Top EU data protection agency under pressure to act against Internet giants as GDPR turns 2 years old
A few weeks ago, this blog noted that there were questions hanging over the GDPR, not least the fact that no major fines had been issued against top Internet companies. The GDPR has just passed the two-year mark, and many have taken the opportunity to weigh in on this issue. For example, the data protection agency in Ireland, which would be responsible for issuing fines against the main online players, has just written a post on its GDPR enforcement plans. It says that the country’s Data Protection Commissioner (DPC) has submitted a draft decision about a Twitter data breach to the other data protection authorities in the EU, as it is required to do under the GDPR. This means a public statement on the case should follow fairly soon.
Perhaps more interesting are some other cases involving well-known Internet names. One concerns WhatsApp, and how information about its users is shared with Facebook, which bought WhatsApp for $19 billion in 2014. Three others are cases brought by the privacy expert Max Schrems, discussed on this blog two years ago. Schrems says that top Internet services like Facebook, WhatsApp and Instagram are guilty of “forced consent”. This is the practice of offering two basic choices to users of an online service: agree to be tracked for the purposes of serving up ads, or be thrown off the service. It’s a crucially important issue, since many Web sites adopt the same approach. If the DPC rules against it, the impact on the digital sector in the EU would be huge.
With its public statement, the Irish DPC is trying to signal that it is working hard on these big cases, but Schrems doesn’t think it is making enough progress. In an open letter to the EU’s data protection bodies, the European Commission, and the European Parliament, Schrems writes:
These three cases, in which the DPC acts as the lead authority, show that the cooperation mechanism under Chapter 7 of the GDPR becomes fundamentally dysfunctional if involved Data Protection Authorities (DPAs) do not cooperate in a swift and efficient manner. In a parallel procedure, the French [data protection agency] CNIL was able to single-handedly issue a €50 million fine against Google within seven months. In contrast, after two years, the DPC has completed the first of six steps last week in the cases against Instagram and WhatsApp
He points out that at the current speed, these cases could easily take more than ten years until all appeals are decided and a final decision is reached. Moreover, he says that two of the draft inquiry reports share most of their text – a plagiarism app found an overlap of 82% – which suggests the real pace of the inquiry is even slower. It’s not just about speed. Schrems claims that the DPC had “confidential” meetings with Facebook about how to bypass some of the GDPR’s protection. He’s not the only GDPR expert that thinks there’s a big problem with the enforcement side of things. Johannes Caspar, a leading German regulator for data protection, told Politico:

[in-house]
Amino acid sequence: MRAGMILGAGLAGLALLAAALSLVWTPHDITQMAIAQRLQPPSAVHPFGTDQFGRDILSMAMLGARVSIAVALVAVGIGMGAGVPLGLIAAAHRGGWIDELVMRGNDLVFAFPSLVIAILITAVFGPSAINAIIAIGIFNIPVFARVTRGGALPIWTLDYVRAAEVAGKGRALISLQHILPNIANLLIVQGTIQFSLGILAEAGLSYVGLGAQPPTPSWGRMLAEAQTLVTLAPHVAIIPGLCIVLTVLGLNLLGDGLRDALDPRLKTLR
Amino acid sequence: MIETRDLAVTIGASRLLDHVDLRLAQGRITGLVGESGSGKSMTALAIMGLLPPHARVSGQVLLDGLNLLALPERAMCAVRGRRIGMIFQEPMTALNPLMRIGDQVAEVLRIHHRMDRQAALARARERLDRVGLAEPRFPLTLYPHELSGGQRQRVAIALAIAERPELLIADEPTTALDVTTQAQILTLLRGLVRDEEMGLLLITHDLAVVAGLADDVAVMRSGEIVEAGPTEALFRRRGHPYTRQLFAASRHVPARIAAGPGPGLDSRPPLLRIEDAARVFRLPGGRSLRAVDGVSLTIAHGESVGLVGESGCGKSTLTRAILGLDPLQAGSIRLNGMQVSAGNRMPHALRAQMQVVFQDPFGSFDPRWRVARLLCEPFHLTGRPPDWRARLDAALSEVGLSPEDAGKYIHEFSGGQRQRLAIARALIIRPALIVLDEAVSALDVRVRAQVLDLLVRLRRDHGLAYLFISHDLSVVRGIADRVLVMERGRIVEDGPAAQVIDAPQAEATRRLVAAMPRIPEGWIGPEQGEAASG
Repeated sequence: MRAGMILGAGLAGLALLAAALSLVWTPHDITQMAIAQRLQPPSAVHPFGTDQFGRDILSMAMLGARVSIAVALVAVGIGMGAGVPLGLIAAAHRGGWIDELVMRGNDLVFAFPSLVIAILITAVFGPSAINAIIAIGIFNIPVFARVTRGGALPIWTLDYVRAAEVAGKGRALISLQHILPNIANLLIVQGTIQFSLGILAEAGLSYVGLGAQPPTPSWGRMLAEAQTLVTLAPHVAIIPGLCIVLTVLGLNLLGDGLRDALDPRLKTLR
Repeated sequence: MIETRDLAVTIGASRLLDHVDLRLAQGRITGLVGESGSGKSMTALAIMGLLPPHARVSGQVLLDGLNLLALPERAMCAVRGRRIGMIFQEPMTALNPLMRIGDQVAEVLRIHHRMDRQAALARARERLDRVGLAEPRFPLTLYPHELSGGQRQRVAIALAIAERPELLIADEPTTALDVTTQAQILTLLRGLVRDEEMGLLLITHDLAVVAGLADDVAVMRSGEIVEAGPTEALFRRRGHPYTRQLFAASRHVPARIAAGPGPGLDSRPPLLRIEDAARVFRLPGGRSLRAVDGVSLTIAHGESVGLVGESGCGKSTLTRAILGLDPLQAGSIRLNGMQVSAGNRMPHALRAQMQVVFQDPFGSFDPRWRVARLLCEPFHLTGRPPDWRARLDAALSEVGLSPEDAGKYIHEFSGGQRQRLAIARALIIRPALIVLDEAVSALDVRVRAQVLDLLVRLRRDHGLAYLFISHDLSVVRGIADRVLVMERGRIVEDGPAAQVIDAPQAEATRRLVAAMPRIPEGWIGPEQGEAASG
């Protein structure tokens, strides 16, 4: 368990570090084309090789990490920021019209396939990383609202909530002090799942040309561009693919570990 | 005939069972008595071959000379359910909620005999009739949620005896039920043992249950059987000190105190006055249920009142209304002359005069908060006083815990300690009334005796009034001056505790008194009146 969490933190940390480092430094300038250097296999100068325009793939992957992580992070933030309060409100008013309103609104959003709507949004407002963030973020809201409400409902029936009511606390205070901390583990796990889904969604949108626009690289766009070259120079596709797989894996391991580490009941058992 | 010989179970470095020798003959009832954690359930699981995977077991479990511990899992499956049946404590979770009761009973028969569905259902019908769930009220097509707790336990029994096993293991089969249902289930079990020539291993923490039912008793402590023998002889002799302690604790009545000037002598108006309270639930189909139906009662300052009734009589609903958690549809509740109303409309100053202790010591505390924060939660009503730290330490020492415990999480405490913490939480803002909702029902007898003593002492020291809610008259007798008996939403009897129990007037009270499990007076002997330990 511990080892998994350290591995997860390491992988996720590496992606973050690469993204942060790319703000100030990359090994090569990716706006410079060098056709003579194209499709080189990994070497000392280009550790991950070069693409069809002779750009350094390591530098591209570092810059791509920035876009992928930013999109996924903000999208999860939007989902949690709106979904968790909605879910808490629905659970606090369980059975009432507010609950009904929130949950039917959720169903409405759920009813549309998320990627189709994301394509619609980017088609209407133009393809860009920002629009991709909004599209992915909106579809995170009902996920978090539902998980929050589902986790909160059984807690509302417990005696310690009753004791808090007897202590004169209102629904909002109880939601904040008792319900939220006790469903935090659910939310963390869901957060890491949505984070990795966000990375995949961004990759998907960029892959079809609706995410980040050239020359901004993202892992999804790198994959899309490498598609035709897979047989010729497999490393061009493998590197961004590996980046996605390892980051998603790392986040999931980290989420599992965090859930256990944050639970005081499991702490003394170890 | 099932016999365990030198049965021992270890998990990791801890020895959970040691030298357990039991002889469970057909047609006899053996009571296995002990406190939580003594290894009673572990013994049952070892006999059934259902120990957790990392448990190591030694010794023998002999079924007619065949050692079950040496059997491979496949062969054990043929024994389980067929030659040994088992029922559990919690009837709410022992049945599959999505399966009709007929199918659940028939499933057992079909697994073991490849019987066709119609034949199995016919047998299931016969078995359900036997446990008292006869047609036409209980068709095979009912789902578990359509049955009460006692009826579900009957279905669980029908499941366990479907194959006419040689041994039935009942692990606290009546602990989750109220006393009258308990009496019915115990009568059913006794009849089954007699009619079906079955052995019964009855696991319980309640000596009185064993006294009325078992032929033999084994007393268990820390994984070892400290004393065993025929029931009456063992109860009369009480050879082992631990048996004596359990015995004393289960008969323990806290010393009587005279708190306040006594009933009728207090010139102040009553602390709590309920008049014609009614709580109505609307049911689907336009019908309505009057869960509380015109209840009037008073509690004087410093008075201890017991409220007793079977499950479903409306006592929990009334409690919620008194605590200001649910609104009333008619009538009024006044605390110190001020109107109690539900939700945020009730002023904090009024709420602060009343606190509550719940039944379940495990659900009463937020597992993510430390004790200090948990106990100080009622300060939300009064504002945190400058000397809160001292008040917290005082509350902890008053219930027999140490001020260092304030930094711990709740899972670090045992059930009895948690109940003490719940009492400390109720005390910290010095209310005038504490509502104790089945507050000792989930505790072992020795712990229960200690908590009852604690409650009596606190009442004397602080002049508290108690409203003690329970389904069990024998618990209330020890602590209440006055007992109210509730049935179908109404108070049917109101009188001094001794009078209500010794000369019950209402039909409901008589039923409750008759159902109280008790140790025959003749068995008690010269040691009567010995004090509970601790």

“I’m completely critical of the enforcement structure of the GDPR,” said Caspar, whose office is in charge of overseeing the German activities of several Silicon Valley firms. “The whole system doesn’t work.”
Against that troubled background Access Now has produced a useful report reviewing the general progress in implementing the GDPR. It too notes the slow pace of enforcement, but also underlines a worrying trend for the law to be misused to silence journalists and NGOs. It warns that an official review of the GDPR, currently underway, is being used by opponents of the law in an attempt to water down its stringent privacy protections.
Finally, marking the second anniversary of the GDPR, the Security Research group at the University of Cambridge has picked out three interesting studies that look at particular aspects of the GDPR. “Dark Patterns after the GDPR: Scraping Consent Pop-ups and Demonstrating their Influence” looks at how users are manipulated into giving their consent to being tracked online, and how Web sites make it hard for people to protect their privacy. “Do Cookie Banners Respect my Choice? Measuring Legal Compliance of Banners from IAB Europe’s Transparency and Consent Framework” is an updated version of research discussed on Privacy News Online in December last year. The academics tested the cookie banners used on 560 Web sites, and found at least one GDPR violation on 54% of them. The final paper explores “The Commodification of Consent“, and how the legal concept of “consent” has become an asset that can be traded:
Users interact with a consent dialogue offered by one coalition member. The default setting allows any other coalition member, including both publishers and third-party vendors, to use this consent as a legal basis for processing personal data. This paper considers how this legal innovation could change the distribution of revenues among firms.
As the above indicates, the GDPR has become a rich and complex area, touching many different aspects of privacy, not just in the EU, but globally. Pressure is building on the Irish DPC in particular to demonstrate that the GDPR has real teeth, and that infringements will be pursued and punished with serious fines. That means that we are likely to see some very interesting new developments in the field of enforcement in the not-too-distant future.
Featured image by waldryano.